A patient came to me after her dentist discovered a developing jaw cyst associated with her impacted wisdom tooth. For years, she was told by her previous dentists that there is nothing wrong with her wisdom teeth and there were no reasons to remove them. One of the dentists even noticed the cyst in its early phase and told her it’s not a problem. A year later the cyst had grown significantly, destroying almost half of her jaw bone and shifting the impacted tooth even deeper. The surgery that would have been a conventional removal of an impacted wisdom tooth, now requires extraction of a deeply impacted tooth, excision of a cyst, bone graft, and potential disturbance to a sensory nerve that sits in close proximity to the cyst.
This is not an isolated example. We see similar stories such as this almost monthly. While jaw cysts are relatively less common than infections, they lead to more serious complications and destruction of the jaw bone and its surrounding structures. Treatment becomes more risky, more invasive, with longer recovery, and certainly more expensive.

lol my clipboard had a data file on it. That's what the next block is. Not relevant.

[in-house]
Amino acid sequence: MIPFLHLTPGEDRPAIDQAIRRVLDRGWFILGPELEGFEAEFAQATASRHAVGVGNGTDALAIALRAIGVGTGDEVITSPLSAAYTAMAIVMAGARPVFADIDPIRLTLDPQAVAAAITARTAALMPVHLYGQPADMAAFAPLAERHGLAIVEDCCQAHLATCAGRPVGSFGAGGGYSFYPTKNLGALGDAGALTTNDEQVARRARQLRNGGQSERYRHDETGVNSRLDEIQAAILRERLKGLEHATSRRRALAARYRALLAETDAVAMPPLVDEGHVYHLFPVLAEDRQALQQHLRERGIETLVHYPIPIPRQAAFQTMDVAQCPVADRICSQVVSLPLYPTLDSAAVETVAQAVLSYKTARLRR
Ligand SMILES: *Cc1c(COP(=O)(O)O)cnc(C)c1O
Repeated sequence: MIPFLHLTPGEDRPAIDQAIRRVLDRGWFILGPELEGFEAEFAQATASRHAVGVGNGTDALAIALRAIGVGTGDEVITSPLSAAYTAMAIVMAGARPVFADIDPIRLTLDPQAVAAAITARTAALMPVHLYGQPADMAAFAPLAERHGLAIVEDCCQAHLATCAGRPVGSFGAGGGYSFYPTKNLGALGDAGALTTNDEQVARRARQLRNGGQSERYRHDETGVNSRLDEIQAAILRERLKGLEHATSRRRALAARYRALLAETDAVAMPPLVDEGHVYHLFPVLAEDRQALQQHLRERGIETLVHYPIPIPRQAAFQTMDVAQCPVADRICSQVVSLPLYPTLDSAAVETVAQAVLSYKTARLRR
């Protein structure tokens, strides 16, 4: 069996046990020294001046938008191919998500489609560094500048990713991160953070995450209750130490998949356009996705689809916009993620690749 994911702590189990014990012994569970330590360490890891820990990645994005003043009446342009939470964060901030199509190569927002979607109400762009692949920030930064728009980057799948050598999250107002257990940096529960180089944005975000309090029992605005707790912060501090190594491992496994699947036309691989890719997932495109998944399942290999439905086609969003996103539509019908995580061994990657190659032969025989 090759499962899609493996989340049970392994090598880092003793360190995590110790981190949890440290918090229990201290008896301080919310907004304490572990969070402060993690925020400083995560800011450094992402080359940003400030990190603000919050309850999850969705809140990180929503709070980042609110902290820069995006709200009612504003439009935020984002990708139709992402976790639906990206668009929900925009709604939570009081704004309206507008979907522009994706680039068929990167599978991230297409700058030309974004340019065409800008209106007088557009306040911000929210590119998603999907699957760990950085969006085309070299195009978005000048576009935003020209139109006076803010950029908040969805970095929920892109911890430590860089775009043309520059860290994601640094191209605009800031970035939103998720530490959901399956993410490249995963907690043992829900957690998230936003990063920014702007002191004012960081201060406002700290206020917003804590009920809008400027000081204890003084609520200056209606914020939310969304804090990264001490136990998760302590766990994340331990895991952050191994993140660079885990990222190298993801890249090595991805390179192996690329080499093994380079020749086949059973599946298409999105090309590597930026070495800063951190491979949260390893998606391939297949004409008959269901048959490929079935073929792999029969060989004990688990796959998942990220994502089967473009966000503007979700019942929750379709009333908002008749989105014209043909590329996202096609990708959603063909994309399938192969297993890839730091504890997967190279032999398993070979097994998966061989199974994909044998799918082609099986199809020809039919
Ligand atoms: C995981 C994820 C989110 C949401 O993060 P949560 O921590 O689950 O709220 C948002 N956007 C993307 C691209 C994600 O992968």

Both dental professionals and patients should take impacted wisdom teeth more seriously and follow evidence-based recommendations before complications occur. In my book, The Wise Guide To Wisdom Teeth Extraction, I review the rational for the early removal of all four wisdom teeth during teenage years. The surgical risk in minimal and the recovery is quick with less treatment time and cost. If decision is made not to remove the wisdom teeth early on, then they should be closely monitored. At the earliest sign of a developing cyst or other forms of pathology, patient should seek care from an oral surgeon and treat it before it becomes more serious.